Your loved one has passed away.As hard as it is to process in the moment, you owe it to your loved one, friends, and family to take the lead, ask questions, and facilitate action. If the decedent, the loved one who has passed away, has a will or trust, then it will list a personal representative or trustee who is in charge of the estate. But as a member of the potential estate, whether or not you are a personal representative or trustee, you have an interest in making sure that the estate is properly processed. Immediately following the passing of the decedent, the estate needs financial and legal protection. By focusing on the following five simple steps, you can help facilitate action and act in the best interest of the estate.
Ideally, you will already have all of the decedent’s estate planning documents in place at the time of their passing. This is highly-advisable in the event that complex medical decisions must be made. But in any case, having a will is essential. A Last Will and Testament leaves instructions and nominates personal representatives. Even if you think you know who the personal representative is, such individuals are nominated and not required to serve. If a named personal representative is unable or unwilling to serve, you will need to the will to determine if a successor personal representative is named or if a court must name one. The will also allows you to start the probate process with your local court. Even if a will is merely a pour-over will to a trust, a court must agree that this instruction is appropriate and close the probate estate. If there is no will, then the estate is will go through the “intestacy” process at the probate court level. This means the court will administer the estate according to very specific statutory requirements.
You must have readily available proof of the decedent’s death. Any reputable institution or government office will at least demand to see a death certificate in order to treat an individual as deceased. In many cases, they will request a certified copy for their records. Also, and incredibly frustrating as this is, some institutions or government agencies might not process information correctly and will request additional or duplicate documentation. Therefore, you will want to procure several certified copies of the death certificate.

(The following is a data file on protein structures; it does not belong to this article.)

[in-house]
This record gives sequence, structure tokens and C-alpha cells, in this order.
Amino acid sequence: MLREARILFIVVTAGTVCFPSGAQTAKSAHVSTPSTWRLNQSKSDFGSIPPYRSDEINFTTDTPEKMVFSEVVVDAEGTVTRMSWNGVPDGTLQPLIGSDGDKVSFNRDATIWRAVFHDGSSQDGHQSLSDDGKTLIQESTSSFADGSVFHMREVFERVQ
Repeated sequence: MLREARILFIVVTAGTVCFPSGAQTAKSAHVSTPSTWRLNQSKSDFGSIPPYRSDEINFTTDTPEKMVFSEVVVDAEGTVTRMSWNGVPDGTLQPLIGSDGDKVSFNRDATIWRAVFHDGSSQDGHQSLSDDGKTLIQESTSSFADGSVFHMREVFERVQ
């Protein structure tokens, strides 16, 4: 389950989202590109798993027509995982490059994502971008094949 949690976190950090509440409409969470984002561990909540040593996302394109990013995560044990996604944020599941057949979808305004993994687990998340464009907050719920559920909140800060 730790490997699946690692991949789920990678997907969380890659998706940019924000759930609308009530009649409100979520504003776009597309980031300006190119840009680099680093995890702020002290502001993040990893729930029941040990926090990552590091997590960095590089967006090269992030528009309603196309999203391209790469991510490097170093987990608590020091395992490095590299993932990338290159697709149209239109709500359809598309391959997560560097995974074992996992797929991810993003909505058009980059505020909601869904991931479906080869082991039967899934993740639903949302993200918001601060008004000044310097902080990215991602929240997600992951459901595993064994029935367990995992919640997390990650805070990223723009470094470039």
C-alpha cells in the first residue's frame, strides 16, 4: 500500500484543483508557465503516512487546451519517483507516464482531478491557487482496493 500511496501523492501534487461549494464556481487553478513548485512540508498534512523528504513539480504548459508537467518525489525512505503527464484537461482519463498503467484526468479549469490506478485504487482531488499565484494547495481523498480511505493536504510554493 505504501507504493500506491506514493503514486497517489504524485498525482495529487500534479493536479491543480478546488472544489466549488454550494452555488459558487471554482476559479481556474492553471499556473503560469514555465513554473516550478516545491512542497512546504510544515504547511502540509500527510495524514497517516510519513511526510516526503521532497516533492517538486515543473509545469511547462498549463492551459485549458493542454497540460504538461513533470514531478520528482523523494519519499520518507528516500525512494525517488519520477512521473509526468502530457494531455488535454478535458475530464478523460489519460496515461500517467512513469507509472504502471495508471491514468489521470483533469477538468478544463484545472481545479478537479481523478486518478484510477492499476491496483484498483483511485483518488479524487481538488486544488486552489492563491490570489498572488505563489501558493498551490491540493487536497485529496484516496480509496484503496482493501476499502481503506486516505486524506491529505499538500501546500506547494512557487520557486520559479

There are massive legal ramifications for banks, brokers, life insurance companies, and other financial institutions when a customer dies. It might seem obvious from a distance, but the decedent’s life insurance company cannot provide death benefits if they are unaware of the decedent’s passing. Depending on the nature of the death and internal processes, the insurance proceeds may not arrive as quickly as you think. Therefore, you should start the process as soon as possible. Banks and brokers have significant filing, compliance, and tax obligations related to the passing of a customer. They need to understand whether monies and tax statements are issued to an individual or an estate. Additionally, these institutions will likely be dealing with a new individual and must follow estate instructions. The same types of considerations apply to mortgage companies, loan providers, credit card companies, and any other financial institution you can think of. They need to see proof that the decedent has passed and understand their obligations in a given situation.
If the decedent has received or is entitled to government benefits, or if the estate is entitled to some kind of benefit, you must let the government know that the decedent has passed. First and foremost, continuing to receive and use the government benefits of a deceased individual as though they were still alive is a crime. Additionally, government agencies like the Social Security Administration and the Veteran’s Affairs Administration may provide death or survivor benefits. Depending on the nature of government benefits received during the lifetime of the decedent, the government may also have an interest in the estate.
Who is paying the light, water, and TV bill of the decedent? Does it make sense to cancel these services? These are the questions the members of the estate must ask. Some services like lawn care or other property maintenance may remain necessary for a while. But what about club memberships, magazine subscriptions, and internet subscription services? Check bank or credit card records to see what services the decedent has paid for on a regular basis.
Don't face estate administration matters without skilled legal counsel. The Maryland estate planning attorneys at Altman & Associates have decades of experience and are personally dedicated to each client. Estate administration is a complex process and a very serious legal obligation which requires proper legal counsel. Please visit the experienced Maryland estate planning attorneys at Altman & Associates at one of our convenient Maryland office locations in Columbia and Rockville. Contact us by phone at (301) 468-3220 or online to schedule a consultation.